Tag Archives: terrible poetry

High Plains Drifter

terriblepoetry_warning

I’m feeling destructively productive today – or to put it another way, I’m irresponsibly putting off doing all the practical things I need to do before going away to hold my daughter’s hand while she’s in labour. After all, why do today what you can regret not having done today, tomorrow? Oh yes, I’m in the grip of madness, alright.

Having already written one Terrible Poem this week, please forgive me if this little effort is no worse than mediocre; I seem to have used up most of this week’s supply of Terrible Poetification. This time, my poem is for the current Terrible Poetry Contest. Apologies to Chelsea for wasting her time; I know this rhyme doesn’t achieve the required extremes of cringiness, but I couldn’t resist…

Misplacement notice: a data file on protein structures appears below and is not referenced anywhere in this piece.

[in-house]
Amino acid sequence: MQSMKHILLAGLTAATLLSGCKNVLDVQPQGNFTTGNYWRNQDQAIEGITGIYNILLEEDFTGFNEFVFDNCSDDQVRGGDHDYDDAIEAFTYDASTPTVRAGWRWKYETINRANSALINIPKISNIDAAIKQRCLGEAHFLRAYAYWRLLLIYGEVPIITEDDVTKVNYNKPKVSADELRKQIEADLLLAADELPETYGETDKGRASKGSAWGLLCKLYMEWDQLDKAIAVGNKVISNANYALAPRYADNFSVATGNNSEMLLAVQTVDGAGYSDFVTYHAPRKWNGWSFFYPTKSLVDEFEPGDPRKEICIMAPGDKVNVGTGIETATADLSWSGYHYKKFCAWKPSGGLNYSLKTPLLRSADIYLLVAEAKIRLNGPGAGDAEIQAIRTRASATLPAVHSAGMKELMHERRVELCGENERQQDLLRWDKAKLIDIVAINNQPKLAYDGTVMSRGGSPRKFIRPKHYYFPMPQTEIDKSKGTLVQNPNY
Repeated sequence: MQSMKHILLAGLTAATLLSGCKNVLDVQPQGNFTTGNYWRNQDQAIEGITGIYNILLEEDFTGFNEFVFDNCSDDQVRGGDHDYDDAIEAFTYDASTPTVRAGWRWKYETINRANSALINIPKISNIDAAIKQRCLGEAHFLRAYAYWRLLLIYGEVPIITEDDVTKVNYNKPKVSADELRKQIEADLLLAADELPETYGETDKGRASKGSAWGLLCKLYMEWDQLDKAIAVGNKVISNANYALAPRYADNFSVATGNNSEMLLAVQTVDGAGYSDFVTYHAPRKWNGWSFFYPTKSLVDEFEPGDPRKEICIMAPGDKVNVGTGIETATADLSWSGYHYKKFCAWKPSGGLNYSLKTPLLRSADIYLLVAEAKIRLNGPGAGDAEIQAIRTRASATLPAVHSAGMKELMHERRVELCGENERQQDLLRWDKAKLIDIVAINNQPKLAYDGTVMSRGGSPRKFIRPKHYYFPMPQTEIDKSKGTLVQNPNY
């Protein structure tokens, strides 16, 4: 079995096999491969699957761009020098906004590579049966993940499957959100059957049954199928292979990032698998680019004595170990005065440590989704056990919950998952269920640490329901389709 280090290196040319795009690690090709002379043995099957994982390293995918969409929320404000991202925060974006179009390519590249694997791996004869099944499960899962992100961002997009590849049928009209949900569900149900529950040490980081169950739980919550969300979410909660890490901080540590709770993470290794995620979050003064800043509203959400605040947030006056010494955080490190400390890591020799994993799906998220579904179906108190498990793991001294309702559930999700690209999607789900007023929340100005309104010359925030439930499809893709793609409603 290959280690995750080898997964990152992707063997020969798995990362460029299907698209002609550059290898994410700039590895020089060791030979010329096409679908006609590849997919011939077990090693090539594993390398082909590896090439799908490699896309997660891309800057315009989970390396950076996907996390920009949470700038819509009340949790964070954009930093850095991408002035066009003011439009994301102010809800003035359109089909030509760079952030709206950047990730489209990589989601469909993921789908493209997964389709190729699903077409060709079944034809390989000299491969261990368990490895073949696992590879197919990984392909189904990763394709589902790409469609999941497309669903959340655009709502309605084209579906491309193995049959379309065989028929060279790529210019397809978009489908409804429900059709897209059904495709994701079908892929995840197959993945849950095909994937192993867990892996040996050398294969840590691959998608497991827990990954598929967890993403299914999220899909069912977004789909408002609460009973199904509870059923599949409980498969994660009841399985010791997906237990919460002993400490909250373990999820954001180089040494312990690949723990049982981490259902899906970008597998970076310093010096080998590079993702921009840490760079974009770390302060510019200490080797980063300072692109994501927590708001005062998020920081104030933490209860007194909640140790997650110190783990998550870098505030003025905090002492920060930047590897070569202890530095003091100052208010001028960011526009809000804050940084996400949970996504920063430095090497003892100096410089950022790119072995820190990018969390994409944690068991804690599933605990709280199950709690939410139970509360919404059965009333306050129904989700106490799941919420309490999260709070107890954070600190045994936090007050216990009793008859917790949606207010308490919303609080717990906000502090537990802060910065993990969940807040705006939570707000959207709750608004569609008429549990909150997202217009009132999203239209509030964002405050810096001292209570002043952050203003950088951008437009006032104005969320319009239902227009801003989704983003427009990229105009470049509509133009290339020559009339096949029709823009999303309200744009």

This week’s specifics:

  1. The Topic‘s The Old West. Or, do The New West. Heck, do Midwest if that’s how you ride. Think of a song to sing on a campfire-smoke night, a shout to yell at those darn coyotes, or a rhyme to a cowboy from his sweetheart back home.
  2. Length is up to you, but many a cowpoke will doze off mid-ride if the trail gets too long.
  3. Rhymin’s up to you, partner.
  4. Most importan’ly, Make ‘er terrible. I don’t wanna see yer sorry hide back here till it is.
  5. Many a rough-rider can have a rough tongue, but sometimes lady folk read this blog. Keep yer comments to a civilized PG-13.

 

A drifter came whose hooded eyes
bore a hole through town-folks faces